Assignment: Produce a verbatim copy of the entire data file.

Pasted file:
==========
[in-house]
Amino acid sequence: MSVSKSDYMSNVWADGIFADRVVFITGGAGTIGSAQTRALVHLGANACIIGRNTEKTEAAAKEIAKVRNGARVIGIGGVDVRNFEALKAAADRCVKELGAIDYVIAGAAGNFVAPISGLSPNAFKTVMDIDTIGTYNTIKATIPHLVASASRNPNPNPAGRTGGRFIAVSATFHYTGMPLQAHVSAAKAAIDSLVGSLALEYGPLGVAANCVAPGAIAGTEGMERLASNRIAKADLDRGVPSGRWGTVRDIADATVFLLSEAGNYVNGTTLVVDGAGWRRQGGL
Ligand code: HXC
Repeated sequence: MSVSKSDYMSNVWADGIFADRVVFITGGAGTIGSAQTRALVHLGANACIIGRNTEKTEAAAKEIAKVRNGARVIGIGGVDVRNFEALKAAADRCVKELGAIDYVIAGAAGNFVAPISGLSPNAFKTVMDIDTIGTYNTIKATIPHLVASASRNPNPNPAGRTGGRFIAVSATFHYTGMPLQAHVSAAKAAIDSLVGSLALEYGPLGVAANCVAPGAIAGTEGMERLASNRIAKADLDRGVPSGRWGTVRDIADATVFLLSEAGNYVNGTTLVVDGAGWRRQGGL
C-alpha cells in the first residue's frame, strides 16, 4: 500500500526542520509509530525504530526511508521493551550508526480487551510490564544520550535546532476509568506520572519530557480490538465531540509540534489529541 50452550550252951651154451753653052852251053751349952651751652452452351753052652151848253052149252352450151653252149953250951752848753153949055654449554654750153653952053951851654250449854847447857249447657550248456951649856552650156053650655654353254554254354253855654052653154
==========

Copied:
[in-house]
Amino acid sequence: MSVSKSDYMSNVWADGIFADRVVFITGGAGTIGSAQTRALVHLGANACIIGRNTEKTEAAAKEIAKVRNGARVIGIGGVDVRNFEALKAAADRCVKELGAIDYVIAGAAGNFVAPISGLSPNAFKTVMDIDTIGTYNTIKATIPHLVASASRNPNPNPAGRTGGRFIAVSATFHYTGMPLQAHVSAAKAAIDSLVGSLALEYGPLGVAANCVAPGAIAGTEGMERLASNRIAKADLDRGVPSGRWGTVRDIADATVFLLSEAGNYVNGTTLVVDGAGWRRQGGL
Ligand code: HXC
Repeated sequence: MSVSKSDYMSNVWADGIFADRVVFITGGAGTIGSAQTRALVHLGANACIIGRNTEKTEAAAKEIAKVRNGARVIGIGGVDVRNFEALKAAADRCVKELGAIDYVIAGAAGNFVAPISGLSPNAFKTVMDIDTIGTYNTIKATIPHLVASASRNPNPNPAGRTGGRFIAVSATFHYTGMPLQAHVSAAKAAIDSLVGSLALEYGPLGVAANCVAPGAIAGTEGMERLASNRIAKADLDRGVPSGRWGTVRDIADATVFLLSEAGNYVNGTTLVVDGAGWRRQGGL
C-alpha cells in the first residue's frame, strides 16, 4: 500500500526542520509509530525504530526511508521493551550508526480487551510490564544520550535546532476509568506520572519530557480490538465531540509540534489529541 50452550550252951651154451753653052852251053751349952651751652452452351753052652151848253052149252352450151653252149953250951752848753153949055654449554654750153653952053951851654250449854847447857249447657550248456951649856552650156053650655654353254554254354253855654052653154